Lingual thyroid is a rare cause of obstructive sleep apnea (OSA).
A 49-year-old nonobese female was referred to our Sleep Disorders Center for the evaluation of three years of progressive snoring, snort arousals, and apneas that had become non-positional. Seven months prior to evaluation, she noted a sensation of tongue enlargement. She denied dysphagia, stridor, or orthopnea while awake, but she preferred sleeping in a reclining chair to avoid the sensation of her tongue “compressing the back of her throat”. The patient noted progressive daytime somnolence. Her Epworth Sleepiness Scale (ESS) was 15. Her weight remained at 140 pounds (63.5kg, body mass index =23.3). On physical examination, the patient’s voice was slowed, slurred, and without audible stridor. Her tongue base appeared slightly enlarged and a firm, midline mass could be palpated in the posterior tongue base. No thyroid tissue could be palpated in her anterior neck. No other abnormalities were noted. On flexible laryngoscopy, a large, white, vascular mass was noted on the tongue base, nearly obstructing the posterior oropharynx. The scope was passed beyond the mass and the larynx was normal. A thyroid uptake scan demonstrated iodine uptake in the lingual mass, with no evidence of thyroid tissue elsewhere, including in its normal position. There were no symptoms of thyroid hormone excess or deficiency. Based upon these findings, the patient was diagnosed with a lingual thyroid and referred to our institution for further evaluation and treatment recommendations. A magnetic resonance image (MRI) of the head and neck with and without gadolinium demonstrated a 3.5cm x 3.8cm x 4cm mass arising from the tongue base that demonstrated heterogeneous enhancement (Figure 1). No adenopathy or other radiographic abnormalities were noted on the MRI. The patient’s levels of thyroid stimulating hormone (TSH) and free thyroxine were within normal range. Polysomnography demonstrated her to have an apnea-hypopnea index of 79 per hour and, on oximetry, 62 desaturations greater than three percent per hour. Nasal continuous positive airway pressure (CPAP) at 8cm of water pressure relieved obstructive events. The patient was started on nasal CPAP to treat her severe obstructive sleep apnea (OSA). Supplemental thyroxine was prescribed in an attempt to suppress endogenous thyroid stimulating hormone production and thereby shrink the mass. Despite a month of suppressive therapy, the patient noted no change in the size of her tongue and she felt that her sleep and breathing had worsened despite CPAP. The patient was therefore admitted to the hospital for surgical removal of her lingual thyroid. Her procedure included the transoral removal of the 7cm x 5cm x 1.5cm mass and an awake tracheotomy. Pathology demonstrated only benign thyroid parenchyma. Her procedure was uncomplicated, and the tracheostomy was removed prior to discharge home. Eight weeks following the procedure, snoring and apneas had disappeared and her daytime somnolence was gone (ESS=8). An overnight pulse oximetry performed on room air was normal.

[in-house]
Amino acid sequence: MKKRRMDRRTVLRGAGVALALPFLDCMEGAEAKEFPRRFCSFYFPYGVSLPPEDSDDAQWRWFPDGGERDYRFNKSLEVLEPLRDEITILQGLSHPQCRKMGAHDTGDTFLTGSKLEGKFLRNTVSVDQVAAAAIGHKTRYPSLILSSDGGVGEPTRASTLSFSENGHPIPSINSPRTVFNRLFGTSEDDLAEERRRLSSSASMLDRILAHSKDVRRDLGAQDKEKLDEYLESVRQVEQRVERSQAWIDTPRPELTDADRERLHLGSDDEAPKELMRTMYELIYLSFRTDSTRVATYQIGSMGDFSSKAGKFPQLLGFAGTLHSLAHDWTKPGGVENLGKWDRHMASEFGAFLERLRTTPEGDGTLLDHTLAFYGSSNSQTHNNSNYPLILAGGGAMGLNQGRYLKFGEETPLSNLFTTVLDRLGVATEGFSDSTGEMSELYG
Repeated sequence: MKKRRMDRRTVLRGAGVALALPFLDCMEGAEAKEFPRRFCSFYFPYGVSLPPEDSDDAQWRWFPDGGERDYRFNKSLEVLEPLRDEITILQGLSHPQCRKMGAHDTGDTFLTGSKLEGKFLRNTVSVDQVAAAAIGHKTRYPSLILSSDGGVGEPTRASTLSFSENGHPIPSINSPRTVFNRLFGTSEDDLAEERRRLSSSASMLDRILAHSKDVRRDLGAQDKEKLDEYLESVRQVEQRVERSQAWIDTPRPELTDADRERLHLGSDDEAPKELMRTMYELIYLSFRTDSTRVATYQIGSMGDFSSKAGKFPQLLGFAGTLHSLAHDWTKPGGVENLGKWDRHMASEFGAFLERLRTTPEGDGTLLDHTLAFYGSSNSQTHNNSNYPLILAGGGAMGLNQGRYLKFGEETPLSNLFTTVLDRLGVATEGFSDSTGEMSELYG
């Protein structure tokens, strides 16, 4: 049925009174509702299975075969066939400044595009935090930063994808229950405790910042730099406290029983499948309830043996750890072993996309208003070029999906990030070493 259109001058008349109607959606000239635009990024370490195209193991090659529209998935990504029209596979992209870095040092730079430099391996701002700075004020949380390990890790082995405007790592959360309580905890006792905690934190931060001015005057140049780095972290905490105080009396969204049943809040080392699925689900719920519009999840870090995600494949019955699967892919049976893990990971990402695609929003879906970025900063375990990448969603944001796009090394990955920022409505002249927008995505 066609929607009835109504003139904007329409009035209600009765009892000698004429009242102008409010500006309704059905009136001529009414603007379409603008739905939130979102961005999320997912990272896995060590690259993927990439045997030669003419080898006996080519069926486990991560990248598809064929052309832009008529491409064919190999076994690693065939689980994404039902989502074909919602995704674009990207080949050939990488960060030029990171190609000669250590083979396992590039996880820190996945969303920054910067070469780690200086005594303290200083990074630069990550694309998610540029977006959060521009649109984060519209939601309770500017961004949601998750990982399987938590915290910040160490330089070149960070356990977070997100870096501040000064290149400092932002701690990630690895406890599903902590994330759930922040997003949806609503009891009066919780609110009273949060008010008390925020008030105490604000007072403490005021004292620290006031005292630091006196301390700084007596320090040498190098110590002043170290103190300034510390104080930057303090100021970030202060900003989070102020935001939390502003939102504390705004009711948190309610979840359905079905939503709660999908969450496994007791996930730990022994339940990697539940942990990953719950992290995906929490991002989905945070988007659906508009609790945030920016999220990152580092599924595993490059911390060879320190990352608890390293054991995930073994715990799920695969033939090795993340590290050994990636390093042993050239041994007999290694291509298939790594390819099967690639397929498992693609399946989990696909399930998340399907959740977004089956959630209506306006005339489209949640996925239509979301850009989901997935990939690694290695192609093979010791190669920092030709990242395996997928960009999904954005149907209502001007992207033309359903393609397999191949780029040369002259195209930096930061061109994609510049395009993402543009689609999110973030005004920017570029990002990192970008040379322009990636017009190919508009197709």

Ectopic thyroid tissue, including lingual thyroid, develops because of the incomplete or failure of descent of thyroid tissue during embryogenesis. The tissue can be located at any point along the normal path of descent (thyroglossal duct) from the foramen cecum of the tongue to the isthmus of the thyroid, with the tongue base being the most common location.
Clinicians should evaluate for OSA in patients with upper airway masses and abnormalities in an effort to identify the condition and to assess its response to CPAP.
T.W. Barnes, None.